FOR IMMEDIATE RELEASE: July 9, 2009
SCHUMER, CHAMBLISS & NELSON ANNOUNCE BIPARTISAN BILL TO GUARANTEE MILITARY BALLOTS FROM OVERSEAS NEVER GO UNCOUNTED
WASHINGTON, DC – U.S. Senator Charles E. Schumer (D-NY), the Chairman of the Senate Committee on Rules and Administration, together with Senators Saxby Chambliss (R-GA) and Ben Nelson (D-NE), announced Thursday that they have introduced bipartisan legislation to ensure that all ballots cast by U.S. troops deployed overseas are counted in upcoming elections. Calling the issue an urgent priority, the Senators also announced that they plan to gain committee approval for the legislation at a meeting next Wednesday. It could then be added as an amendment to a Defense Department authorization bill due to hit the Senate floor Monday.
The bill, called the Military and Overseas Voters Empowerment Act (“MOVE Act”), comes after a Rules Committee survey last May of seven key states showed that as many as one in four ballots cast by military voters went uncounted in last year’s presidential election. The bill introduced today would fix several of the flaws responsible for such widespread disenfranchisement. Among other provisions, it requires that all states provide military voters with ballots no later than 45 days prior to the election, so that they have adequate time to complete and return them. The bill would also provide in most cases for a 10-day grace period for ballots to be received after Election Day, so long as they were postmarked in time.
The legislation also requires states to provide ballots via the internet or over fax. Additionally, it beefs up the Federal Voting Assistance Program (FVAP) at the Department of Defense, which is the main source of election-related information and assistance for many members of the military. The legislation, S. 1415, also addresses problems the military and overseas voters face in registering to vote from outside the U.S. It would bar states from rejecting military ballots for lack of a “Notary” signature—a feat difficult to achieve in the bases of Iraq and Afghanistan.
“It’s unacceptable that those serving our nation in uniform receive their ballots so late or encounter other snafus that prevent their votes from being counted,” said Schumer. “It’s time to remove the barriers that have stood in their way. If we can deliver supplies and high-tech equipment to the front lines of combat, we can figure out how to get our troops a ballot so they can vote. We need to get this bill in place for the 2010 federal elections.”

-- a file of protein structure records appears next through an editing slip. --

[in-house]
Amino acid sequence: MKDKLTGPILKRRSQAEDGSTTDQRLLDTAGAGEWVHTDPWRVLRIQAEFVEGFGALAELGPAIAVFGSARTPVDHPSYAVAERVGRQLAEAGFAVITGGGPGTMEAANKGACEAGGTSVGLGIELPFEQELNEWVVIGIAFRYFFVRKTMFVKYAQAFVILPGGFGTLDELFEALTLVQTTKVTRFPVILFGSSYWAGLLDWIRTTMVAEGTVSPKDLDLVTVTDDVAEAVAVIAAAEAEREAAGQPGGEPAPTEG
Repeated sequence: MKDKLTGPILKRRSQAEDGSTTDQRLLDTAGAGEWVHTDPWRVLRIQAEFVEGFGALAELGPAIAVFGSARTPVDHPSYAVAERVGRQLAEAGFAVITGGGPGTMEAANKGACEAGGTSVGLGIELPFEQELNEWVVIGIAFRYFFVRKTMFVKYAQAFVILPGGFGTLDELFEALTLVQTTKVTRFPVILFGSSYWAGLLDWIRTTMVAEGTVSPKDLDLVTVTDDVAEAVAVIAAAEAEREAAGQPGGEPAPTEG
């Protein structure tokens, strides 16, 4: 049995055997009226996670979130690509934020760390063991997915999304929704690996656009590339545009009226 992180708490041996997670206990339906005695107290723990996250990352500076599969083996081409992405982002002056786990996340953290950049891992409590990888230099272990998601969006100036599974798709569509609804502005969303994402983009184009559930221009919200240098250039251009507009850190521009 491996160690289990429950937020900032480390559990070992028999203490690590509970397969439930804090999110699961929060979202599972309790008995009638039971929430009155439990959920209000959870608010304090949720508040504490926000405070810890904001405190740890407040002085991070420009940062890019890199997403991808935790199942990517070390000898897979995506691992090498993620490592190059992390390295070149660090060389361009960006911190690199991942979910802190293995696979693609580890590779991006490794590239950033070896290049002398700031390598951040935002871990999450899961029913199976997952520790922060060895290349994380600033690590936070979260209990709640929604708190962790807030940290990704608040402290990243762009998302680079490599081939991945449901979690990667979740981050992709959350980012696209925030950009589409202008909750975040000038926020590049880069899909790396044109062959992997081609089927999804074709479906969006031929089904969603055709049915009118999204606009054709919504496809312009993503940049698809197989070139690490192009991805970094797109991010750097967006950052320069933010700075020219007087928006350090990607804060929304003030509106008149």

“Of the 992,000 military and overseas absentee ballots requested for the 2006 election, more than 660,000 never reached election officials,” said Chambliss, a member of the Senate Armed Services Committee. “This is simply unacceptable. Our military men and women serving overseas to defend and promote our national values at very least deserve to participate in the electoral process.”
“We owe it to our men and women in uniform to create a well-functioning system that allows them to exercise their right to vote,” said Nelson. “It’s time to tackle the problems facing military and overseas voters head-on. This bill is based in large part on state legislative recommendations that the Department of Defense has been pushing for years. The MOVE Act sets minimum, uniform standards to ensure that members of the military and overseas voters have a process that works, allows them time to vote, and provides for contingencies if the regular absentee voting process fails.”
At a May hearing, the Senate Rules Committee released a study showing that as many as 25% of troops stationed overseas went uncounted in 2008. Schumer said the estimate was based on figures provided to the committee by election officials in seven of the states with the highest number of deployed troops. In 2008, military personnel and some civilians hailing from these states requested 441,000 ballots in order to vote from overseas locations, as allowed by theUniformed and Overseas Citizens Absentee Voting Act (UOCAVA). Of those, 98,633 were never received back by the election officials in the U.S. and so were declared “lost” ballots. Another 13,504 were received but rejected for various reasons including a missing signature or failure to notarize, as is required in some states. When combined, these two categories amount to 112,137 voters in those seven states—or 25.42% of the 441,000 who requested ballots—being disenfranchised, the study found.
The impediments included: Difficulties in registering to vote from overseas; not receiving ballots early enough; and obstacles to returning the ballots in time to be counted. According to testimony at the Rules Committee hearing, even ballots that arrive on time are sometimes rejected for minor, non-election related technicalities, such as not being on a certain kind of paper.
The bill would address these and other problems by:
· Guaranteeing that military and overseas ballots will be counted if sent by Election Day;
· Improving awareness and use of a failsafe ballot that voters can use if their ballots are lost in the mail;
· Prohibiting states from rejecting a marked absentee ballot solely on the basis of a missing notary signature, paper size, and other restrictions
· Giving more resources to the Department of Defense Voting Assistance Offices who provide voting information and support to service men and women and their families;
· Establishing standards for record-keeping on military and overseas voting statistics; and
· Encouraging greater enforcement of the military and overseas voting statutes.
Schumer, as Rules Chairman, also announced Thursday that the Rules Committee will meet next Wednesday to consider the MOVE Act. After that, the senators will seek to insert the language as an amendment on the Defense Reauthorization Act as soon as next week.
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